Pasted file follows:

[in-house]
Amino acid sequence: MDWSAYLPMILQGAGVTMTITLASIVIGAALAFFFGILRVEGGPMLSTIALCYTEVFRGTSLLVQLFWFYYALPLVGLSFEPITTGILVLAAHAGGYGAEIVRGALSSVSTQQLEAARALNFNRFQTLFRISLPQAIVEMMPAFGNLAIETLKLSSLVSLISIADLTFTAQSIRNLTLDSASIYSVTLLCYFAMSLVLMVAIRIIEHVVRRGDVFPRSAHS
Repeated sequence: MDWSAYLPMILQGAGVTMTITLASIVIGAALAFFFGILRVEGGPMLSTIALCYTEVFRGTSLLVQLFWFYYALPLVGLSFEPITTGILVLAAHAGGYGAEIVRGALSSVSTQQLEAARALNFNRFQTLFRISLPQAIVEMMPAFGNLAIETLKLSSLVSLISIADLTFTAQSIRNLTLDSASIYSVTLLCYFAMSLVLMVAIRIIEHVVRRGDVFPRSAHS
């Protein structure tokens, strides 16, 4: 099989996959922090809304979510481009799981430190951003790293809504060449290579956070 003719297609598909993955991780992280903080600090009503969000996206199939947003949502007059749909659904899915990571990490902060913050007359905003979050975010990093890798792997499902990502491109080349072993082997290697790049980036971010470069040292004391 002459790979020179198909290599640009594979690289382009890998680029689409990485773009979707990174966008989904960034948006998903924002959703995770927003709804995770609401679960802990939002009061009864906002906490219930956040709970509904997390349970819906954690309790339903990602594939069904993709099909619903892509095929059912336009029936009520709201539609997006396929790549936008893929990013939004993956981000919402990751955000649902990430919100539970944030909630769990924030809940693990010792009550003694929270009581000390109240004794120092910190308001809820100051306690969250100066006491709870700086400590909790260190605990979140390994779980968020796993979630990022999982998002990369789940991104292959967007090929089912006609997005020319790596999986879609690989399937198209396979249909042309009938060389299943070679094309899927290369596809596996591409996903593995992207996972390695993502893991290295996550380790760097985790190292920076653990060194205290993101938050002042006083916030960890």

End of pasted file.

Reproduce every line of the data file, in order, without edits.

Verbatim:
[in-house]
Amino acid sequence: MDWSAYLPMILQGAGVTMTITLASIVIGAALAFFFGILRVEGGPMLSTIALCYTEVFRGTSLLVQLFWFYYALPLVGLSFEPITTGILVLAAHAGGYGAEIVRGALSSVSTQQLEAARALNFNRFQTLFRISLPQAIVEMMPAFGNLAIETLKLSSLVSLISIADLTFTAQSIRNLTLDSASIYSVTLLCYFAMSLVLMVAIRIIEHVVRRGDVFPRSAHS
Repeated sequence: MDWSAYLPMILQGAGVTMTITLASIVIGAALAFFFGILRVEGGPMLSTIALCYTEVFRGTSLLVQLFWFYYALPLVGLSFEPITTGILVLAAHAGGYGAEIVRGALSSVSTQQLEAARALNFNRFQTLFRISLPQAIVEMMPAFGNLAIETLKLSSLVSLISIADLTFTAQSIRNLTLDSASIYSVTLLCYFAMSLVLMVAIRIIEHVVRRGDVFPRSAHS
């Protein structure tokens, strides 16, 4: 099989996959922090809304979510481009799981430190951003790293809504060449290579956070 003719297609598909993955991780992280903080600090009503969000996206199939947003949502007059749909659904899915990571990490902060913050007359905003979050975010990093890798792997499902990502491109080349072993082997290697790049980036971010470069040292004391 002459790979020179198909290599640009594979690289382009890998680029689409990485773009979707990174966008989904960034948006998903924002959703995770927003709804995770609401679960802990939002009061009864906002906490219930956040709970509904997390349970819906954690309790339903990602594939069904993709099909619903892509095929059912336009029936009520709201539609997006396929790549936008893929990013939004993956981000919402990751955000649902990430919100539970944030909630769990924030809940693990010792009550003694929270009581000390109240004794120092910190308001809820100051306690969250100066006491709870700086400590909790260190605990979140390994779980968020796993979630990022999982998002990369789940991104292959967007090929089912006609997005020319790596999986879609690989399937198209396979249909042309009938060389299943070679094309899927290369596809596996591409996903593995992207996972390695993502893991290295996550380790760097985790190292920076653990060194205290993101938050002042006083916030960890």